Madrid, Spain, Jul 31, 2006 (CNA) - The government of Saudi Arabia is working through its embassy in Madrid to acquire numerous private schools in Spain in order to turn them into Islamic formation centers, where the Koran and Islamic law would be taught.
The strategy to purchase schools was revealed by the Spanish daily "ABC", which discovered that Saudi Arabia had unsuccessfully tried to purchase school buildings operated by the Sisters of Our Lady of Mercy. The Saudi plan was to offer $17 million for a school in Madrid capable of holding 350 students. ABC reported that the offer was rejected "because the religious congregation was opposed to selling the buildings to the Saudis because of their intention to convert them into an Islamic school."
The Saudi embassy is now looking to purchase Our Lady of Mercies Catholic school-which is not affiliated with the religious order-also located in the Spanish capital.
ABC reported that the type of Islam which Saudi Arabia would promote in the schools would not directly encourage "jihad" against the West, but it would discourage integration by teaching that "the West corrupts, which in the long term could result in the breeding of future radicals that could be exported to other countries."
"We could find ourselves in two or three generations with even Spanish citizens who reject the Catholic King and Queen and embrace the reclaiming of Al Andalus-the name Muslims gave to Spain," the article warned.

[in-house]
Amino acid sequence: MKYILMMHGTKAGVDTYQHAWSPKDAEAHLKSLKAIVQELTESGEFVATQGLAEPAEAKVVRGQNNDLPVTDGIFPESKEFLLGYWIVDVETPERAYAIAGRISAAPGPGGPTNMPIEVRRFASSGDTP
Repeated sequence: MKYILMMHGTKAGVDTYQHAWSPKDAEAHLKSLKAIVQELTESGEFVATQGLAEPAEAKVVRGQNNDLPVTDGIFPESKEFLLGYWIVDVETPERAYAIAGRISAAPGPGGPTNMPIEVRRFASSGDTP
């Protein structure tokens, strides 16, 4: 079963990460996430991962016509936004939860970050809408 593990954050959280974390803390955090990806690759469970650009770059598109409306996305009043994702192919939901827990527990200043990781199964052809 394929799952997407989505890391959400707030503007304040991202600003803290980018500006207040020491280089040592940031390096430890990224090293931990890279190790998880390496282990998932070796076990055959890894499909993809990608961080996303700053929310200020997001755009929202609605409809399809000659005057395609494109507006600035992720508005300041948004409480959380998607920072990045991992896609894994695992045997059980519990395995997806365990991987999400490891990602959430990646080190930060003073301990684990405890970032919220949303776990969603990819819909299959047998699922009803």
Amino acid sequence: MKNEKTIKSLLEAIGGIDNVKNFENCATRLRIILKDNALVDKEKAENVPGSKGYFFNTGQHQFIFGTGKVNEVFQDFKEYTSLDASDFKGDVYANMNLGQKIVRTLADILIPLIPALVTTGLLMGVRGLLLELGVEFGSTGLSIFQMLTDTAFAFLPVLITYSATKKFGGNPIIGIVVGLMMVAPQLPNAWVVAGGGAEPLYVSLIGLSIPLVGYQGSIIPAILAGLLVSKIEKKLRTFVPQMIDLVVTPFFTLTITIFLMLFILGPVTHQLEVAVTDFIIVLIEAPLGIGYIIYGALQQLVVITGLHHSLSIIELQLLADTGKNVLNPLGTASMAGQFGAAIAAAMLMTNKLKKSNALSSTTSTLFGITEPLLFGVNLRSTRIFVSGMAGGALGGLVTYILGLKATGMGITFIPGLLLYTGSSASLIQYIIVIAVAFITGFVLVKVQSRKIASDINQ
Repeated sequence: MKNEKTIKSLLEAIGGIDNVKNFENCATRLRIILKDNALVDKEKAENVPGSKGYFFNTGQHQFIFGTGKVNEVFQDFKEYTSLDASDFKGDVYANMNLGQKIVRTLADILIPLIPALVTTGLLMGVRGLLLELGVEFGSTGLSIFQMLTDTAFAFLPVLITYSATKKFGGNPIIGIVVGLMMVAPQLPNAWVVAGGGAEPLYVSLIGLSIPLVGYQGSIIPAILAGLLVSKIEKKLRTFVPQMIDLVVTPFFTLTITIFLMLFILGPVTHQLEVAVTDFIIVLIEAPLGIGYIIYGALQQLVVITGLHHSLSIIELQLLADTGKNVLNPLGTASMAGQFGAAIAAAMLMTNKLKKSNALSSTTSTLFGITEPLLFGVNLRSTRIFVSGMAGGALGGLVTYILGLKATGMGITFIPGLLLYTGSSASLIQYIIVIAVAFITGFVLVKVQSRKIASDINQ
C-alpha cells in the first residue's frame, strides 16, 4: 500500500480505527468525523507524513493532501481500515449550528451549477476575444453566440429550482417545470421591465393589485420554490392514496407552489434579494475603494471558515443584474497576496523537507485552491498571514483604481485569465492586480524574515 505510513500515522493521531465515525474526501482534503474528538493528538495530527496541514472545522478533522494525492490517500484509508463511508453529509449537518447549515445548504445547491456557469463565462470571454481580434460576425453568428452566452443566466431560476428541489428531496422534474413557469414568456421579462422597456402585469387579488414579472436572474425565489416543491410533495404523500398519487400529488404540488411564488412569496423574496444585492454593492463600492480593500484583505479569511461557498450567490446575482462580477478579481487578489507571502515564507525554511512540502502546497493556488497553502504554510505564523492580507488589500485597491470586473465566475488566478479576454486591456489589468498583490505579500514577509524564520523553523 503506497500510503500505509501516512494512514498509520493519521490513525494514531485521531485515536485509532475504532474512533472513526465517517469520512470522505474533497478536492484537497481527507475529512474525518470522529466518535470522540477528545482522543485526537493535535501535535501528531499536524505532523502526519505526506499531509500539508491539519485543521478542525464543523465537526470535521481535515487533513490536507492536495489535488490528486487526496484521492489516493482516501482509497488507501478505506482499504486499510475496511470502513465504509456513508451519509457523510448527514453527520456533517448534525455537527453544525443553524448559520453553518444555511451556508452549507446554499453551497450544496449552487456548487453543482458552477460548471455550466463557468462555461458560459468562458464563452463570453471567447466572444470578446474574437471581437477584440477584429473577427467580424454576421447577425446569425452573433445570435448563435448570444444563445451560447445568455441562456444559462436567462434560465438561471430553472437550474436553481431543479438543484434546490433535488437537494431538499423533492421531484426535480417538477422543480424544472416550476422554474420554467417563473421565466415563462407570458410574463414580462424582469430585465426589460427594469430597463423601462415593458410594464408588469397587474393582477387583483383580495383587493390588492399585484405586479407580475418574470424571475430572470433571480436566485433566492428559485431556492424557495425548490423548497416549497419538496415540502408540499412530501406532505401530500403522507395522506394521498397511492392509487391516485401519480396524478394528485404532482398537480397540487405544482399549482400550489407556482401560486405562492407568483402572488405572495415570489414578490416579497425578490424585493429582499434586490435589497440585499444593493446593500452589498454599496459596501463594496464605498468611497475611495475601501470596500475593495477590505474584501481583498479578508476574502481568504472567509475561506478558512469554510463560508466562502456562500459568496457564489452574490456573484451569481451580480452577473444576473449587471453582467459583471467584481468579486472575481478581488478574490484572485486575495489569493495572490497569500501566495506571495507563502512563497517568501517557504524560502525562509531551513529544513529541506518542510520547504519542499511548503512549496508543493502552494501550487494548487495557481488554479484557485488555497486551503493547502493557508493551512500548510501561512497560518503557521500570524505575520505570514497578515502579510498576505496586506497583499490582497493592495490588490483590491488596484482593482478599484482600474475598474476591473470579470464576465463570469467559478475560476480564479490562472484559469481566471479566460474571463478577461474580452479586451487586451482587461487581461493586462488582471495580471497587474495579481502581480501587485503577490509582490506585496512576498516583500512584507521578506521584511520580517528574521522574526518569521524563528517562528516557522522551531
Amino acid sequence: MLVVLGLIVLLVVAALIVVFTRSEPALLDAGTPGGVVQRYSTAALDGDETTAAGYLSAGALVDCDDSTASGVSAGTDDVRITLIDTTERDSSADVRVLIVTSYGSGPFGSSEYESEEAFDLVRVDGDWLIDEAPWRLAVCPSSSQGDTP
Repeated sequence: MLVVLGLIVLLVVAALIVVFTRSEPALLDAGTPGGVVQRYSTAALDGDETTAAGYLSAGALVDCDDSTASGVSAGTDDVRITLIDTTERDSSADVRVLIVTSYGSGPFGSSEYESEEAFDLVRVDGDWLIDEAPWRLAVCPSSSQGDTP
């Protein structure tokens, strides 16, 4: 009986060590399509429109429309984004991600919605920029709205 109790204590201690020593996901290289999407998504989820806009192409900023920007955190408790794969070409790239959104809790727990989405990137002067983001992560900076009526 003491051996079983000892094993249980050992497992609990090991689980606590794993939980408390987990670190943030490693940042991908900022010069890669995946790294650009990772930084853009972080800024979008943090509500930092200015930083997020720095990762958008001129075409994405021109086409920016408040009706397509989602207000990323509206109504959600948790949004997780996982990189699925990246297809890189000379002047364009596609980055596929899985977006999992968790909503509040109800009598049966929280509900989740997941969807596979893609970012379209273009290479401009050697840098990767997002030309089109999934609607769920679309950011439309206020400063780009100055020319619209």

Raleigh, N.C., Jul 31, 2006 (CNA) - One of the first things on Bishop Michael Burbidge’s "to do" list is learning Spanish. The auxiliary bishop of Philadelphia will be installed this week as the bishop of the growing Diocese of Raleigh, North Carolina, where the Hispanic population is on the rise and he wants to be able to, "speak to their situation and their needs."
Burbidge’s desire to learn the language of a growing segment of his flock speaks to the great desire he has to make connections with the people he serves, according to story yesterday in the News & Observer.
Raleigh, with only 200,000 registered Catholics, is small compared with the bishop’s native Philadelphia, which numbers 1.4 million Catholics. But it has grown considerably in the last 10 years- by 61 percent-and the Hispanic population is a main factor.
Monsignor Hugh Shields, a friend of Burbidge’s, says that the bishop has a gift of setting aside his many concerns, just to meet people. Of the Bishop’s process of learning Spanish, Shields said that Bishop Burbidge will not be discouraged by mistakes. "Making mistakes isn’t as important to him as making a connection. That desire to connect will be like gasoline to his tanks."
The 49 year-old Burbidge, who will be installed as Bishop of Raleigh on Friday, will succeed Bishop F. Joseph Gossman, who served Raleigh’s Catholics for 31 years.
Many are already pointing out differences between the two. The News & Observer reports that when the two were together for the news conference last month, announcing Burbidge’s appointment, Gossman came in a faded gray clerical shirt. Burbidge, on the other hand, dressed like a bishop, the article says, wearing a pectoral cross and a bishop’s ring.
Bishop Burbidge is known as a people person and a priest's priest, a caring pastor who is fully aligned with the Vatican and faithful to the teachings of the Church.